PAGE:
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It's easier to play cricket than clean toilets: Price

by Byo24News
18 Feb 2011 at 10:16hrs | Views
CHENNAI: He is the grandfather of the team. Ray Price, 34, has been there with the Zimbabwean team for last nine years. He has gone through the ups and downs and dealt with several non-cricketing issues which had affected Zimbabwean cricket. The team is undergoing a rebuilding process and a senior pro like him has a lot more to do than just play for his country. 
Excerpts from an interview: 
You have been representing Zimbabwe for a long time, but you suddenly took a break from international cricket in 2004. 
I wasn't happy with the way Zimbabwean cricket was functioning. I was offered a job at Worcestershire and I was playing county cricket there. It was a good opportunity for me to get tested in different conditions as I never played cricket in England. I learnt a lot as a cricketer and the stint with team made me a lot more professional. But things started changing around Zimbabwean cricket after some years and I got a job offer from the board. Worcestershire had extended my contract, but for me playing for the country has been a priority and I didn't think twice before heading back to Zimbabwe. 
Was there any lack of professional setup in the country? 
My problems were more personal. There were guys like Andy Flower in the team, so there was no such problem. 
When you talk about Zimbabwean cricket, is there any sort of contract that the players are offered? How does it work? 
Basically, we have the franchises and we get the offer from them. So the franchises get the money from Zimbabwe Cricket Board (ZCB) to run their organizations. There are five franchises and each of them has 15 contracted players. We play the four-day competitions, Twenty20 and 50-over game. We also play 40-over game at the domestic level now.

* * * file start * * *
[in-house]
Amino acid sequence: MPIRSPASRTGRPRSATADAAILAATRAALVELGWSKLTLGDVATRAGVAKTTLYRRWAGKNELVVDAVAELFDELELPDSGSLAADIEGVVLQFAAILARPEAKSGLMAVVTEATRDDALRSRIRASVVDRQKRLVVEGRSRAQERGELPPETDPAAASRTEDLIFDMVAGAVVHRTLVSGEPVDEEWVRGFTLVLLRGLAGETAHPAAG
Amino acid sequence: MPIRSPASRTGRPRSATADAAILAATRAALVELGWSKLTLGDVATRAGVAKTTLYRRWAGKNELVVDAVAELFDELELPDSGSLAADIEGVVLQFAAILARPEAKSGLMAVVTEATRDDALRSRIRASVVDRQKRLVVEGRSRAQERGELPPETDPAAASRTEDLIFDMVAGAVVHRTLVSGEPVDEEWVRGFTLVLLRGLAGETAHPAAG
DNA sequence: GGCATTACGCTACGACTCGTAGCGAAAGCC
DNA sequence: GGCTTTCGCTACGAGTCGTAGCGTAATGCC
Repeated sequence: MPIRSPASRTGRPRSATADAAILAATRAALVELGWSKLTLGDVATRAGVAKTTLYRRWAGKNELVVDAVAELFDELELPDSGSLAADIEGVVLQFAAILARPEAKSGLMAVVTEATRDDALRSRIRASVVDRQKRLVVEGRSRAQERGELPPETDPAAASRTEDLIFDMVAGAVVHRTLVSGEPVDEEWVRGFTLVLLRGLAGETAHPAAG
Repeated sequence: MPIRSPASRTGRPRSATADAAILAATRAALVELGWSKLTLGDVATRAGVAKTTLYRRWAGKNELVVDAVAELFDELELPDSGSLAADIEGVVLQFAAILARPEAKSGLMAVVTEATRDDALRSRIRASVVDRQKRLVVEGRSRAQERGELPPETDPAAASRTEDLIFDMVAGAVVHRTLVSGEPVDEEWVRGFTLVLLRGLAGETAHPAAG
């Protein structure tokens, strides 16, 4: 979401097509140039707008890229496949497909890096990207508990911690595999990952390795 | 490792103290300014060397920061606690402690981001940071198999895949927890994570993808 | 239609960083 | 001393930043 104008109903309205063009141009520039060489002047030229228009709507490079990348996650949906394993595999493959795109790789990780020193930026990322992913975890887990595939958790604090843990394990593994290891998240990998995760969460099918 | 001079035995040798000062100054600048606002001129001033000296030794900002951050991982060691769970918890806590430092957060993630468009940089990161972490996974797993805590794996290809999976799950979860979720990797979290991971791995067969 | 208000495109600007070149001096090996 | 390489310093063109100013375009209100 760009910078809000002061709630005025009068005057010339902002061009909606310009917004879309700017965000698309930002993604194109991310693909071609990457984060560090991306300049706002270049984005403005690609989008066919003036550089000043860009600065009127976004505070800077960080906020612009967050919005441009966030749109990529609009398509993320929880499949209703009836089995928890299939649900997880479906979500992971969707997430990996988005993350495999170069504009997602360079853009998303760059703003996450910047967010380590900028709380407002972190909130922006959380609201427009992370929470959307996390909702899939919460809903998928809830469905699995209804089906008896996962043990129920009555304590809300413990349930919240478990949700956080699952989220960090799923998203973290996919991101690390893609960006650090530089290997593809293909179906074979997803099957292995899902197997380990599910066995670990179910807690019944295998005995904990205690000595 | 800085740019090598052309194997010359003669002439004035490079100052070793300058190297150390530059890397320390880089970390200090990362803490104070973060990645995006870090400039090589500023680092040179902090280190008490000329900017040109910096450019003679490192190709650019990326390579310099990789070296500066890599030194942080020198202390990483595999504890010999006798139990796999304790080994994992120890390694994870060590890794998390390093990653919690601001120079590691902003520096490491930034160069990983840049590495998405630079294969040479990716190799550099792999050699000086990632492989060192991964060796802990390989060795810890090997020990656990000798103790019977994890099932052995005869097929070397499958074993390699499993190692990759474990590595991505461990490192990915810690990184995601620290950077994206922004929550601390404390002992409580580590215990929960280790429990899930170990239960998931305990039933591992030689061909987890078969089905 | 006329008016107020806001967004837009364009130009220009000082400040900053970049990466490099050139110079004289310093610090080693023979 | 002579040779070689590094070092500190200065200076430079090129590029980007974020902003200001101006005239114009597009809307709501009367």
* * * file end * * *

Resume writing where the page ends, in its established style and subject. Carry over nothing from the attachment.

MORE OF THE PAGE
Did you have to work for your living? 
Yes, I worked till 24 because I was an amateur cricketer at that time. During my amateur days, I used to clean toilets and fix air-conditioners. It wasn't exactly a lucrative job after all. It's easier to play cricket than cleaning toilets. 
You are a player who has seen two sides of Zimbabwean cricket - the best phase and the lean phase do you think things are falling into place again? 
When all the seniors left, it created a massive crisis. Australia have been dominating world cricket for several years, but if you take out seven of their main 11 players, what will happen to them? It was a big blow for Zimbabwe and it will take some time to recover and get back on the right track. Now, we are better placed and the franchise system has helped cricket grow rapidly. Now a lot of the guys are 23 or 24 years old and then grow older and play international for some more time. Zimbabwe will emerge as a different outfit. 
Being one of senior-most players in the team, do you also play the mentor's role? 
Yeah, definitely. I enjoy the role and tell the young guys to take things as they come because at the end of the day, it's just a game. There will always be some people who make noise, but for a professional cricketer, it is important not to listen to them. Youngsters should practise hard to deliver at their best. 
World Cup is a very big event in a country like India. There is a lot of excitement about it. How is the scene back home? 
There is a lot of excitement back home. Soccer is the main sport in Zimbabwe, but people have started taking interest in cricket, which is definitely a big plus for us. Moreover, several sponsors are coming forward to offer financial help to the team. So things are definitely moving upward. 
What will be Zimbabwe's realistic target in the World Cup? 
To upset a major team. As long as we play good cricket, we always hold a fair chance to beat a better team and qualify for the next round.

Source - Byo24News